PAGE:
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Factors Associated with Providers’ Perceptions of Mental Health Care in Santa Luzia’s Family Health Strategy, Brazil

Brookdale Center for Healthy Aging, Hunter College of the City University of New York, 2180 Third Ave, New York, NY 10035, USA
School of Social Work, University of Michigan, Room 3792 SSWB, 1080 S. University Ave., Ann Arbor, MI 48109, USA
School of Social Work, Columbia University, 1255 Amsterdam Avenue, New York, NY 10027, USA
New York City Department of Health and Mental Hygiene, 42-09 28th St, Long Island City, NY 11101, USA
Author to whom correspondence should be addressed.
Int. J. Environ. Res. Public Health 2016, 13(1), 33;
Submission received: 15 August 2015 / Revised: 2 November 2015 / Accepted: 5 November 2015 / Published: 23 December 2015


Brazil has a unique mental health care system, characterized by universal coverage delivered by interdisciplinary teams both in the community and in specialized centros de atenção psicossocial (CAPS—psychosocial care centers). Provision of patient-centered mental health care is an important principle of Brazilian mental health care, but this topic has not been well-studied. We analyzed data from a cross-sectional survey of 151 community health workers (CHWs), nurses, and physicians in Santa Luzia, Minas Gerais State, Brazil. Chi-squares, t-tests and multivariate regression analyses examined differences in socio-demographics, caseload, engagement in evidence-based practices (EBPs), and transdisciplinary collaboration between providers who reported providing high levels of patient-centered mental health care and those who did not. In multivariate regression models, components of transdisciplinary collaboration were significantly associated with providers’ perceptions of patient-centered mental health care (p < 0.05). CHWs were also significantly more likely to report providing patient-centered care than physicians and nurses. EBP engagement and sociodemographics were not associated with perceptions. Results suggest that training efforts to improve patient-centered mental health care in Brazil could build upon CHWs’ skills and focus on transdisciplinary collaboration. Findings may inform practice in other countries with similar health care systems.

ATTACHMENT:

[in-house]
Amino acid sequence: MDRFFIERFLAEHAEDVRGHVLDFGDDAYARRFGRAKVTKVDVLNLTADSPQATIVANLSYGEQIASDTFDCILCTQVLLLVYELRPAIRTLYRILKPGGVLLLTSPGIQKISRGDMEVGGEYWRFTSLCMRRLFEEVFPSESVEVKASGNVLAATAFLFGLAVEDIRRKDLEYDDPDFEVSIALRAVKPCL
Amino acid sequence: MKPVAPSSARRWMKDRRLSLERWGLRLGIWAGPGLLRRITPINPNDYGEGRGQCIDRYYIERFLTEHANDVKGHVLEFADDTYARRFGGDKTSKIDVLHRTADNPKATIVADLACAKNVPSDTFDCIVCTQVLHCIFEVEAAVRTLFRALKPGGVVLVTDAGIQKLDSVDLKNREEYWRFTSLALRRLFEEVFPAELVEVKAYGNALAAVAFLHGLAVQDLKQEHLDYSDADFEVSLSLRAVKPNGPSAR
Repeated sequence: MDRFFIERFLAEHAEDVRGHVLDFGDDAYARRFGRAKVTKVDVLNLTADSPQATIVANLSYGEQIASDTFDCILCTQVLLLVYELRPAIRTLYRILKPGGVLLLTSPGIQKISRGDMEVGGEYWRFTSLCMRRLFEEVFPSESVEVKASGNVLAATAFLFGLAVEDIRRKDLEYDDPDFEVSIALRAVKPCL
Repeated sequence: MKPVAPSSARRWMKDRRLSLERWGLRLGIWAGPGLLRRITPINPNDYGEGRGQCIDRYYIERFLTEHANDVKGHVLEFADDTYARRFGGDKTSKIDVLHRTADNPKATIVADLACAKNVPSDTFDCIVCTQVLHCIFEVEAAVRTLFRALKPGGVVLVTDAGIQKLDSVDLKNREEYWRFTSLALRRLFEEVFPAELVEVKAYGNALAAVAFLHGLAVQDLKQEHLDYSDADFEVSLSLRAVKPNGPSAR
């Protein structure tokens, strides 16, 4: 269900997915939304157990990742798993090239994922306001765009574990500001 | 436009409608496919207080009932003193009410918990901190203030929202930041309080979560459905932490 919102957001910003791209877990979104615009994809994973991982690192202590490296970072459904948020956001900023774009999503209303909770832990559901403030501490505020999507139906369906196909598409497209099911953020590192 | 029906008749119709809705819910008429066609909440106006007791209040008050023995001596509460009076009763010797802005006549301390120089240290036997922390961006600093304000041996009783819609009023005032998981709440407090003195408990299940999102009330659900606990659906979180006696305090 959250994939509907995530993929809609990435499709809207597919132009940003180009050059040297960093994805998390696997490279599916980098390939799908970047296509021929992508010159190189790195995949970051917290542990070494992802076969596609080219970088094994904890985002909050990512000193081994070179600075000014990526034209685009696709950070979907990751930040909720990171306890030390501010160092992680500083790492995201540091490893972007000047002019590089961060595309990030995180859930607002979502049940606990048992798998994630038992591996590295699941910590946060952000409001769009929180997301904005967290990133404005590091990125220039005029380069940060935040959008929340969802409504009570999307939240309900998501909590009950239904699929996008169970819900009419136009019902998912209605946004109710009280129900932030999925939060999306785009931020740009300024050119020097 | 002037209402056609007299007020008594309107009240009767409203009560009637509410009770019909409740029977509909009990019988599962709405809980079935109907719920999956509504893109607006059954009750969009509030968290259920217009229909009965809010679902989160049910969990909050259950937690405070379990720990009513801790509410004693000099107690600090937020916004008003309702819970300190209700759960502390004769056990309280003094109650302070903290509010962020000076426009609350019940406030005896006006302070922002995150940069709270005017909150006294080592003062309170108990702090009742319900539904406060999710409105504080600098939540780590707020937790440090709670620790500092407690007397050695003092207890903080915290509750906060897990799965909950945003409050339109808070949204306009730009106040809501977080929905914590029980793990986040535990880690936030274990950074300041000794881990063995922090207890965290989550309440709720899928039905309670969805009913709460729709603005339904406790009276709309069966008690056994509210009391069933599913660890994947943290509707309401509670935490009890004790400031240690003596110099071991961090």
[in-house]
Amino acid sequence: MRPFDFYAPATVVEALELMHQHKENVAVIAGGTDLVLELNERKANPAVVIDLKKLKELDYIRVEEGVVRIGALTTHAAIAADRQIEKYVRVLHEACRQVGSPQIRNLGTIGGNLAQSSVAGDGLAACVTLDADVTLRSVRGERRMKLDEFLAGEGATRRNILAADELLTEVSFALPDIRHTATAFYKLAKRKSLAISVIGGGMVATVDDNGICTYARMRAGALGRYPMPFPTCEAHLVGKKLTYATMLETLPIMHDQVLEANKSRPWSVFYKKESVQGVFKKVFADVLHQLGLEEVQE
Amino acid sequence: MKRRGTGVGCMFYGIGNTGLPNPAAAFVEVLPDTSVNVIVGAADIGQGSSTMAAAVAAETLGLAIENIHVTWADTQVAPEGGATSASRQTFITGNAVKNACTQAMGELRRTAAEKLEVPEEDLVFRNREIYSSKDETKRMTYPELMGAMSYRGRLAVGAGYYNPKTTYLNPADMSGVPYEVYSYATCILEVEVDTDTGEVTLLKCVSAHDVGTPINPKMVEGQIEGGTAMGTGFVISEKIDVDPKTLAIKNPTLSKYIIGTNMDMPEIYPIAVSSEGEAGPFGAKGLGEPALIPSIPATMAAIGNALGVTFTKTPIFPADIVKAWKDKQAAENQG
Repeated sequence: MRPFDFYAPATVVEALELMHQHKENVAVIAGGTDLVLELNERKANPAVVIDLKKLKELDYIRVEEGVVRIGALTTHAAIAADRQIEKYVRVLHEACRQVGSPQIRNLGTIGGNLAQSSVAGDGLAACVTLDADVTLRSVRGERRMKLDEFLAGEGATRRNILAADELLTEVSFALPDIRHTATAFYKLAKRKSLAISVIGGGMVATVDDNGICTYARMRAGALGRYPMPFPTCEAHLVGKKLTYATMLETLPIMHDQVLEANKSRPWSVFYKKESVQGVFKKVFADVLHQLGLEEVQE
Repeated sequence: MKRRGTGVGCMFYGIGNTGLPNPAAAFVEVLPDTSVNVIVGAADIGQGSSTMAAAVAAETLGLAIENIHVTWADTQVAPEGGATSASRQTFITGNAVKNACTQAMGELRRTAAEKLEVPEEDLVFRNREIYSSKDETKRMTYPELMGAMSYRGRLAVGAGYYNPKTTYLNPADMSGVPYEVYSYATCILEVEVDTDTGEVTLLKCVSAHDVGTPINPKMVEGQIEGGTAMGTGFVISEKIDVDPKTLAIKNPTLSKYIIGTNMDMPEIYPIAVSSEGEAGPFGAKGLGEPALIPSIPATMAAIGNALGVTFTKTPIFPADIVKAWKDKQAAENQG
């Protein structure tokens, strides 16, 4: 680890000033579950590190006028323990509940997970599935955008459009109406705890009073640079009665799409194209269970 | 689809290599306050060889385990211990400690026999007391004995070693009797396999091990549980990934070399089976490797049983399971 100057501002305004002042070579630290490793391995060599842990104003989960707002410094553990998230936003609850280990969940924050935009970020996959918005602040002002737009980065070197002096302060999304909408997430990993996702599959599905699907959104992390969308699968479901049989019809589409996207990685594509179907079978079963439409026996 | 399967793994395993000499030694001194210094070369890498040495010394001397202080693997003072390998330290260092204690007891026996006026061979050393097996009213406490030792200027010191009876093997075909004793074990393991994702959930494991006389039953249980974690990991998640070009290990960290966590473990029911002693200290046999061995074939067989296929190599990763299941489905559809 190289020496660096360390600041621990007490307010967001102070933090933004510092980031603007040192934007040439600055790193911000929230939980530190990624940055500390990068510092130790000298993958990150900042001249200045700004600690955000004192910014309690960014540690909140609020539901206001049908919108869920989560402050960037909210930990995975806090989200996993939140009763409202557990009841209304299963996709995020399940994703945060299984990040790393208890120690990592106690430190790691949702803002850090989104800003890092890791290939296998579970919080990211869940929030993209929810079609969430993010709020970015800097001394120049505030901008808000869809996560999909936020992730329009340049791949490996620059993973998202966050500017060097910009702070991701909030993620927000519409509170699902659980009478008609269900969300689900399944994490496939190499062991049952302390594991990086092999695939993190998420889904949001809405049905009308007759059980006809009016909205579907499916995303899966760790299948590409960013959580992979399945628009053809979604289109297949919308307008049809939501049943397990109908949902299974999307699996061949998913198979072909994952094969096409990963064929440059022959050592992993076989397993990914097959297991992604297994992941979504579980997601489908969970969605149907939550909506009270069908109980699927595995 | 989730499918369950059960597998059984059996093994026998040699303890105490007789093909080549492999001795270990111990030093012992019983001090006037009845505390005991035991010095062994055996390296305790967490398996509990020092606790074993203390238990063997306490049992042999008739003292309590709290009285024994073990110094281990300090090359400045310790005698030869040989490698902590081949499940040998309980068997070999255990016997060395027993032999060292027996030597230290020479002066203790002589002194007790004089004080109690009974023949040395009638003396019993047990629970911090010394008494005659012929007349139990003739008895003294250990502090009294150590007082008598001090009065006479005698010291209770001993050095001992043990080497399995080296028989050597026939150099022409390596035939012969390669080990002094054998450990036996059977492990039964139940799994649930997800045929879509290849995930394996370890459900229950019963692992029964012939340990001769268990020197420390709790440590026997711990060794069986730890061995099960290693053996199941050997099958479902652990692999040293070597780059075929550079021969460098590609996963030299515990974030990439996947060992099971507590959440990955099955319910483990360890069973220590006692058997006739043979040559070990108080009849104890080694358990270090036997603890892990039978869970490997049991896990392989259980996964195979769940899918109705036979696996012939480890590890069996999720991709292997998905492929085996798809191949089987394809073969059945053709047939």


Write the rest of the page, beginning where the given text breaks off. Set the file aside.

1. Introduction